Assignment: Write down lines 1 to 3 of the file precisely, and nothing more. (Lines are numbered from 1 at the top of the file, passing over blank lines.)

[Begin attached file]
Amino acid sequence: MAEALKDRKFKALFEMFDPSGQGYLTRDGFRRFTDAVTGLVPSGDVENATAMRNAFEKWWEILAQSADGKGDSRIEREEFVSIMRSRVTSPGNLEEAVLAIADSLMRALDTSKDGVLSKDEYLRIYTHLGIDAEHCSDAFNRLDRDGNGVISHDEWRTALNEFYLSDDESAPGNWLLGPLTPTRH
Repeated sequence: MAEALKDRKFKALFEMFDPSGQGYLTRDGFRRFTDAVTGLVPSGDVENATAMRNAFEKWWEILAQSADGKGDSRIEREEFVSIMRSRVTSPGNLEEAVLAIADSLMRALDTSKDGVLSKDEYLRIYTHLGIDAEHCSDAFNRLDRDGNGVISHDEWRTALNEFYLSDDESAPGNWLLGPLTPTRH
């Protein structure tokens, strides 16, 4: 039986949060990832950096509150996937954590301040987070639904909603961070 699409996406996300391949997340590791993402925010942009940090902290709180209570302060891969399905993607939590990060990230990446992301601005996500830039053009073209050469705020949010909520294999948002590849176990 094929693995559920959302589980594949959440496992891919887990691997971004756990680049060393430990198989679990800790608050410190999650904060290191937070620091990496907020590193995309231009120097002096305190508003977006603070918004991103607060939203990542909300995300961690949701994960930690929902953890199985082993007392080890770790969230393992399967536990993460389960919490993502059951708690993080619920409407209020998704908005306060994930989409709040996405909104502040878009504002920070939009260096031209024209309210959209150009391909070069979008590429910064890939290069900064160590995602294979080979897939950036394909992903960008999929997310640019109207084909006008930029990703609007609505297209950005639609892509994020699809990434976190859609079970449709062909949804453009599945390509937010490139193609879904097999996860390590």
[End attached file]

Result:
Amino acid sequence: MAEALKDRKFKALFEMFDPSGQGYLTRDGFRRFTDAVTGLVPSGDVENATAMRNAFEKWWEILAQSADGKGDSRIEREEFVSIMRSRVTSPGNLEEAVLAIADSLMRALDTSKDGVLSKDEYLRIYTHLGIDAEHCSDAFNRLDRDGNGVISHDEWRTALNEFYLSDDESAPGNWLLGPLTPTRH
Repeated sequence: MAEALKDRKFKALFEMFDPSGQGYLTRDGFRRFTDAVTGLVPSGDVENATAMRNAFEKWWEILAQSADGKGDSRIEREEFVSIMRSRVTSPGNLEEAVLAIADSLMRALDTSKDGVLSKDEYLRIYTHLGIDAEHCSDAFNRLDRDGNGVISHDEWRTALNEFYLSDDESAPGNWLLGPLTPTRH
């Protein structure tokens, strides 16, 4: 039986949060990832950096509150996937954590301040987070639904909603961070 699409996406996300391949997340590791993402925010942009940090902290709180209570302060891969399905993607939590990060990230990446992301601005996500830039053009073209050469705020949010909520294999948002590849176990 094929693995559920959302589980594949959440496992891919887990691997971004756990680049060393430990198989679990800790608050410190999650904060290191937070620091990496907020590193995309231009120097002096305190508003977006603070918004991103607060939203990542909300995300961690949701994960930690929902953890199985082993007392080890770790969230393992399967536990993460389960919490993502059951708690993080619920409407209020998704908005306060994930989409709040996405909104502040878009504002920070939009260096031209024209309210959209150009391909070069979008590429910064890939290069900064160590995602294979080979897939950036394909992903960008999929997310640019109207084909006008930029990703609007609505297209950005639609892509994020699809990434976190859609079970449709062909949804453009599945390509937010490139193609879904097999996860390590």